Steady and solid growth is Adelaide’s trademark – and it looks set to continue.
South Australia has a reputation for being ‘a little bit dull’ in terms of property investment.
Historically, it’s neither shown excessive growth nor serious slides in value: instead, it’s shown steady growth. Some might call it the Goldilocks state: not too hot, not too cold, others would say you could garner better returns elsewhere.
Judging by recent performance, no one’s opinion of the state’s property market is likely to be radically revised. RP Data figures for September show an overall decrease in median values for Adelaide of 0.6% over the quarter: squarely in the middle of increases for Sydney and Canberra, while better than falls of 1.4% and 5% for Brisbane and Perth respectively.
Angie Zigomanis, senior project manager at BIS Shrapnel, agrees that the SA market is quietly “ticking over nicely”.
“There’s some evidence of things slowing down slightly, from a pure supply and demand perspective,” says Zigomanis. “That’s really because construction has been going on at a fairly high level in a long-term sense, rather than a fall in demand.”
But the state’s relatively slow population growth – as of March 2010, it was the second lowest rate in the country at 1.3% – is acting as a constraining factor on demand. Yet Zigomanis still believes the market is relatively balanced.
“It may well be the case that supply might get to the point where it’s meeting, if not exceeding demand – but I think strengthening economic conditions will keep prices stable,” he adds. “We won’t see massive price increases, but no growth fall-off either.”
Greg Nybo, the recently-installed president of the Real Estate Institute of South Australia, agrees the market is in balance.
“The higher end of the market has been performing quite well – particularly in areas close to either city or beach,” he says.
“In fact, the inner-metro area performed the best out of all regions in the months leading up to the September quarter, with a 12.3% rise over last 12 months.”
Nybo also suggests that a change in government policy could have a positive knock-on effect for investors.
“We feel that investors are very well-placed if looking to buy an established property,” he explains. “In September, the state government decided to cut the first home owners boost on established properties and increase the grant for first homebuyers buying new homes by $8,000. That means there’ll be less competition from first homebuyers for established properties.”
The changes could also see investors benefit in terms of rental demand.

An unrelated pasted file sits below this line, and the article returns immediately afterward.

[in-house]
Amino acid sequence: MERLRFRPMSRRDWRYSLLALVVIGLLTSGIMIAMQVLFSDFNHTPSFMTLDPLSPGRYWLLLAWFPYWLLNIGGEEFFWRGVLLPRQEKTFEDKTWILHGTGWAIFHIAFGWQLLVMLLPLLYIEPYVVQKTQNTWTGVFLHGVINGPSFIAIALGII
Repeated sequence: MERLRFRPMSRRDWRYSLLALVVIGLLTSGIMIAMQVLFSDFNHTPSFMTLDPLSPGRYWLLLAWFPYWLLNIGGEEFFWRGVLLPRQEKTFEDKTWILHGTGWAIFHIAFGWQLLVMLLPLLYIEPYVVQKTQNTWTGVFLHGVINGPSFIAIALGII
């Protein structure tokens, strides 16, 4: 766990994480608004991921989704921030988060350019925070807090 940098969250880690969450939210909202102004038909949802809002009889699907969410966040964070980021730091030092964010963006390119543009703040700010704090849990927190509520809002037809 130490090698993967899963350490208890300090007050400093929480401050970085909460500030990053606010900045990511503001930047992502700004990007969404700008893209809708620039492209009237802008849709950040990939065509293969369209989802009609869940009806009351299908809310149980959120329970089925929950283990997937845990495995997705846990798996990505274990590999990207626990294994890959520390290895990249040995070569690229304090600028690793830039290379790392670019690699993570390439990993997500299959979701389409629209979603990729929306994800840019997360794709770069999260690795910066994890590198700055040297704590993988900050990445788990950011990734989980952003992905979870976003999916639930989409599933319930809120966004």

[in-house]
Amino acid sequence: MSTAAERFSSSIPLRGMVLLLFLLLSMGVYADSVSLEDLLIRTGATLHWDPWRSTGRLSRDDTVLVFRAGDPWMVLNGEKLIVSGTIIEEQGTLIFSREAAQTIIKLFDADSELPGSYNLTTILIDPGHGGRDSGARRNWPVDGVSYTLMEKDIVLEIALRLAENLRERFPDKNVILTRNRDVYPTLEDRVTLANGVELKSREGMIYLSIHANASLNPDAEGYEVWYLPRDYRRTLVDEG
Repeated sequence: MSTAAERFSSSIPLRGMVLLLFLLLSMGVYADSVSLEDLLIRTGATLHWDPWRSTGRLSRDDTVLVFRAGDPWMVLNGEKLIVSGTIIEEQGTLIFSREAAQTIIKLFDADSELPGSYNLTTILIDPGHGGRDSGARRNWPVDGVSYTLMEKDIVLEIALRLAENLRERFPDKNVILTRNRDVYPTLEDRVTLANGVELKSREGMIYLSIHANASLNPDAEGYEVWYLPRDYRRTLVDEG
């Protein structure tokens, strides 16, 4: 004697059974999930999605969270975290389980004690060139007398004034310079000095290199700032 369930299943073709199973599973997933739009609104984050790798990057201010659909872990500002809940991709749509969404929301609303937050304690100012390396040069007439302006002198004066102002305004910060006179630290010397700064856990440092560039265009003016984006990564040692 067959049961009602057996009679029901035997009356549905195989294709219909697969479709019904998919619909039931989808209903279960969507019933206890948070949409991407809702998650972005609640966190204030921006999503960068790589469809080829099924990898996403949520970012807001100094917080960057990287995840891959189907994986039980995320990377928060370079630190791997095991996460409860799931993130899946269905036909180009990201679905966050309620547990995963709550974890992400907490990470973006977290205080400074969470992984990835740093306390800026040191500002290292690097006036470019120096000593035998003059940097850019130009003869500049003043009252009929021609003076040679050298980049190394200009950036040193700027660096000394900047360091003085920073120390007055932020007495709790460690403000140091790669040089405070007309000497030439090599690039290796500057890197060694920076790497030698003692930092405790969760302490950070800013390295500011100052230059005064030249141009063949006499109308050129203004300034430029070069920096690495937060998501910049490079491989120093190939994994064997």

“While rental yields are relatively stable, we could see vacancy rates tighten further. And there will be first homebuyers who are keen on established properties, or who want to buy in inner suburbs where there’s less land available: they’re going to be forced to stay in the rental market longer as they’ll have to save for a bigger deposit,” he says.
Northern suburbs bonanza
The next part of Adelaide to see significant growth could well be the outer northern suburbs.
“One of the big capital expenditures done is the opening of the Northern Expressway, which cuts off significant travel time from the northern suburbs,” says Nybo.
The Expressway runs for 23km from Gawler to Port Adelaide, and links with the Port River Expressway. In addition, the main rail commuter lines from the city to Outer Harbor and Gawler are also being electrified, again improving transport links. This, says Nybo, could well drive renewed interest in the northern suburbs – especially when combined with the relocation of the 7th Royal Australian Regiment to a new army base in Edinburgh, Adelaide from 2011.
The waiting game
For regional South Australia, attention is largely focused on one announcement – the proposed expansion of the Olympic Dam mine. The mine’s owner, BHP Billiton, intends to turn the copper, uranium, gold and silver mine into the world’s largest open-cut mine.
The next key stage is for the environmental impact statement to be assessed. While the public consultation has been closed for some time, there has been little word from the state government as to if and when a response can be expected.
If the expansion does go ahead, it could have a big impact on the state’s relatively sleepy property market.
“If the Olympic Dam spending is approved, there’s likely to be a solid pick-up in jobs, and some migration shift to South Australia,” suggests Zigomanis.
“Adelaide especially could benefit from the cachet of a big project like Olympic Dam – like Perth has benefited from Western Australia’s mining industry in the past. If the mine goes ahead, there’s huge potential there.”
Nybo is quick to urge caution to investors, however.
“We’re all waiting for the announcement that they’re ready to go, but in the meantime the boom that people think is coming hasn’t hit just yet,” he says. “However, hopefully it’s not too far off.”